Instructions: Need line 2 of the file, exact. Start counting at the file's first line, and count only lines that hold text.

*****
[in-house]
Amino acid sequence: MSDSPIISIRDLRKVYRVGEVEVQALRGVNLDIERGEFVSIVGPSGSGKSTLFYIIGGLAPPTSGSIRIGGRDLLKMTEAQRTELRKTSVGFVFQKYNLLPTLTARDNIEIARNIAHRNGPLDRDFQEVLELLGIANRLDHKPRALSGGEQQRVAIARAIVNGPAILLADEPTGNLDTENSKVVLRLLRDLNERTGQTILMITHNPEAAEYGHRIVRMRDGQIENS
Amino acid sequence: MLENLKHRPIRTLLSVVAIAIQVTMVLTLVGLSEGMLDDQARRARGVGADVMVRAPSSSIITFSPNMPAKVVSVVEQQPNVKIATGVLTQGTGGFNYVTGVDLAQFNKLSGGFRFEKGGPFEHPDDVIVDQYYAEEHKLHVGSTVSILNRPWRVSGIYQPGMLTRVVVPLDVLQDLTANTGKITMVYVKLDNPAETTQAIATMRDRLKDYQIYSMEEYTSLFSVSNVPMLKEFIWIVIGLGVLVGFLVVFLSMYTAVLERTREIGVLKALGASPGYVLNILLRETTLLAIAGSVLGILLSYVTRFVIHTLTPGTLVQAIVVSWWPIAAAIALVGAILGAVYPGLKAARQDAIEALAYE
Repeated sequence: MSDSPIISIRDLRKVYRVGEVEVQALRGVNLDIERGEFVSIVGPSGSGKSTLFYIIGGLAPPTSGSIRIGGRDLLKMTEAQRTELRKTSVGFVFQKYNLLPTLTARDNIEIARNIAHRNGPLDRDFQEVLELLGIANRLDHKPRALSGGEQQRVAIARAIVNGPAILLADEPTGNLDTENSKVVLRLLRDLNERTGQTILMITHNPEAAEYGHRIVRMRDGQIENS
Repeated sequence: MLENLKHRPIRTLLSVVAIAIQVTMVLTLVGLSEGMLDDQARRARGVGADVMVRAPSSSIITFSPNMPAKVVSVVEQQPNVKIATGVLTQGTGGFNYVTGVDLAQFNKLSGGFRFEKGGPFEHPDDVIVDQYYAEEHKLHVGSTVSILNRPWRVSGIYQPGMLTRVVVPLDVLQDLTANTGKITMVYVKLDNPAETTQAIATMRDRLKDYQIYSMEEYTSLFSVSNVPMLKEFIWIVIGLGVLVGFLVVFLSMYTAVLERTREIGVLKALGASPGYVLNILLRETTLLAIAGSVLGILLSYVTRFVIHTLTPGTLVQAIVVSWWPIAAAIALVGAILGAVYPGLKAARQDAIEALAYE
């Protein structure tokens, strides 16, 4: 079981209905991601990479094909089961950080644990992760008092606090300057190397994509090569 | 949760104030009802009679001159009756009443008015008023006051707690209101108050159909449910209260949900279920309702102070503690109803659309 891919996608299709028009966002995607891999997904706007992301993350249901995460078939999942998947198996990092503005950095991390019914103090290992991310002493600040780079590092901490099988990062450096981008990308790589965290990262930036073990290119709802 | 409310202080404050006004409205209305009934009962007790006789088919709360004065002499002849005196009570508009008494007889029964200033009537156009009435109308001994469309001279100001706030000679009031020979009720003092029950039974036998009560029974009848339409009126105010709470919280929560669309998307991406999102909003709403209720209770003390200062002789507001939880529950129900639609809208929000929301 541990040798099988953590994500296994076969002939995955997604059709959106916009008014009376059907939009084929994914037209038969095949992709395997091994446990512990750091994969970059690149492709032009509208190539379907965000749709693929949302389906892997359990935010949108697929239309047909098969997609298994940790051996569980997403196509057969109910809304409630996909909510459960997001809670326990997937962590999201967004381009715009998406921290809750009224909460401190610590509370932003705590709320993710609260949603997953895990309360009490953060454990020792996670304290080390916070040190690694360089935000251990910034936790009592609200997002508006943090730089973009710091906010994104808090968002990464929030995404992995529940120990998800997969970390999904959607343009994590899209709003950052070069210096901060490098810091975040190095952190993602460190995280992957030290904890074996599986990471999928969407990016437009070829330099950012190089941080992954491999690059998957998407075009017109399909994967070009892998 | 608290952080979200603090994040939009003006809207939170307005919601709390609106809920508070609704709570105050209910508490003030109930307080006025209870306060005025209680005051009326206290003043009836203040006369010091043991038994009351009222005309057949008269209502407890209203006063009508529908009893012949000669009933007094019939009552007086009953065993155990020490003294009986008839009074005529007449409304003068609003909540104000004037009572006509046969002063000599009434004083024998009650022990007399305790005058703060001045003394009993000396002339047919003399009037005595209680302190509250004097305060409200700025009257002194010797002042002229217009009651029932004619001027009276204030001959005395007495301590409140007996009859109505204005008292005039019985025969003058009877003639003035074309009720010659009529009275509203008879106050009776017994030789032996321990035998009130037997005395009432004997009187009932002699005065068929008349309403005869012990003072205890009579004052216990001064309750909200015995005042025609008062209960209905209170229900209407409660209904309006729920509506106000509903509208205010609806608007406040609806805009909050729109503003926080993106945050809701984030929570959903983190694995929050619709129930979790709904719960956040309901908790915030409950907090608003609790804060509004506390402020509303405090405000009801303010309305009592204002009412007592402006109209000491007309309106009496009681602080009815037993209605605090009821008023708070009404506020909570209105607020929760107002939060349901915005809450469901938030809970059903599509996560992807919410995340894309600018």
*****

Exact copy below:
Amino acid sequence: MSDSPIISIRDLRKVYRVGEVEVQALRGVNLDIERGEFVSIVGPSGSGKSTLFYIIGGLAPPTSGSIRIGGRDLLKMTEAQRTELRKTSVGFVFQKYNLLPTLTARDNIEIARNIAHRNGPLDRDFQEVLELLGIANRLDHKPRALSGGEQQRVAIARAIVNGPAILLADEPTGNLDTENSKVVLRLLRDLNERTGQTILMITHNPEAAEYGHRIVRMRDGQIENS